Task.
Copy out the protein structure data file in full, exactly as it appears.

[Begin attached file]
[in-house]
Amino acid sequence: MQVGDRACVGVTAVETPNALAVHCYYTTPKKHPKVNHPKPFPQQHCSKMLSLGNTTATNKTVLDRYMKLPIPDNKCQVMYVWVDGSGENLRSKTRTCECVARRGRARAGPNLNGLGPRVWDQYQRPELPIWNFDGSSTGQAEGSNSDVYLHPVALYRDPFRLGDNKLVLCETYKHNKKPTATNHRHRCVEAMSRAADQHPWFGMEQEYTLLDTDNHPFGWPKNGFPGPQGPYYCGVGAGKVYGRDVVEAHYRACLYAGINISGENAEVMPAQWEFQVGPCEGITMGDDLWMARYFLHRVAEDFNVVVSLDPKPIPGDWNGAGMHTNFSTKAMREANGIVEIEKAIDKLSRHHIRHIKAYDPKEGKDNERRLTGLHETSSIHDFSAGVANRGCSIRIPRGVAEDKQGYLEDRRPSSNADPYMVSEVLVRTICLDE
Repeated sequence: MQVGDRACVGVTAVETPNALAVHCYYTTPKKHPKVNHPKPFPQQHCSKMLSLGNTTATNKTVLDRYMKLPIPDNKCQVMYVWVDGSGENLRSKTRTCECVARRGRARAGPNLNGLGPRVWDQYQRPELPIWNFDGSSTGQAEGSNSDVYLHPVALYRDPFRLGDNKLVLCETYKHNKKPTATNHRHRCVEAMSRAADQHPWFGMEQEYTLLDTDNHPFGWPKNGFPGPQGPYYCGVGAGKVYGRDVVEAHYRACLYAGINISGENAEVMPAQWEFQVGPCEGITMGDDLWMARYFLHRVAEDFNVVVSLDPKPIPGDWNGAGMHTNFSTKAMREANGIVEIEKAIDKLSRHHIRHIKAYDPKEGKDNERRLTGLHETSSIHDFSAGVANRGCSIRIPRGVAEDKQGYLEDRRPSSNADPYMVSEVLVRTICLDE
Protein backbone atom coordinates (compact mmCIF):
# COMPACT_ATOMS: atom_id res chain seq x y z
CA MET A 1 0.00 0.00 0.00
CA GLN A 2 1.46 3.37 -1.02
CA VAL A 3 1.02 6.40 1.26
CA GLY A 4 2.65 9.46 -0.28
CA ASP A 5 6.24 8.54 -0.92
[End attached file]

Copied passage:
[in-house]
Amino acid sequence: MQVGDRACVGVTAVETPNALAVHCYYTTPKKHPKVNHPKPFPQQHCSKMLSLGNTTATNKTVLDRYMKLPIPDNKCQVMYVWVDGSGENLRSKTRTCECVARRGRARAGPNLNGLGPRVWDQYQRPELPIWNFDGSSTGQAEGSNSDVYLHPVALYRDPFRLGDNKLVLCETYKHNKKPTATNHRHRCVEAMSRAADQHPWFGMEQEYTLLDTDNHPFGWPKNGFPGPQGPYYCGVGAGKVYGRDVVEAHYRACLYAGINISGENAEVMPAQWEFQVGPCEGITMGDDLWMARYFLHRVAEDFNVVVSLDPKPIPGDWNGAGMHTNFSTKAMREANGIVEIEKAIDKLSRHHIRHIKAYDPKEGKDNERRLTGLHETSSIHDFSAGVANRGCSIRIPRGVAEDKQGYLEDRRPSSNADPYMVSEVLVRTICLDE
Repeated sequence: MQVGDRACVGVTAVETPNALAVHCYYTTPKKHPKVNHPKPFPQQHCSKMLSLGNTTATNKTVLDRYMKLPIPDNKCQVMYVWVDGSGENLRSKTRTCECVARRGRARAGPNLNGLGPRVWDQYQRPELPIWNFDGSSTGQAEGSNSDVYLHPVALYRDPFRLGDNKLVLCETYKHNKKPTATNHRHRCVEAMSRAADQHPWFGMEQEYTLLDTDNHPFGWPKNGFPGPQGPYYCGVGAGKVYGRDVVEAHYRACLYAGINISGENAEVMPAQWEFQVGPCEGITMGDDLWMARYFLHRVAEDFNVVVSLDPKPIPGDWNGAGMHTNFSTKAMREANGIVEIEKAIDKLSRHHIRHIKAYDPKEGKDNERRLTGLHETSSIHDFSAGVANRGCSIRIPRGVAEDKQGYLEDRRPSSNADPYMVSEVLVRTICLDE
Protein backbone atom coordinates (compact mmCIF):
# COMPACT_ATOMS: atom_id res chain seq x y z
CA MET A 1 0.00 0.00 0.00
CA GLN A 2 1.46 3.37 -1.02
CA VAL A 3 1.02 6.40 1.26
CA GLY A 4 2.65 9.46 -0.28
CA ASP A 5 6.24 8.54 -0.92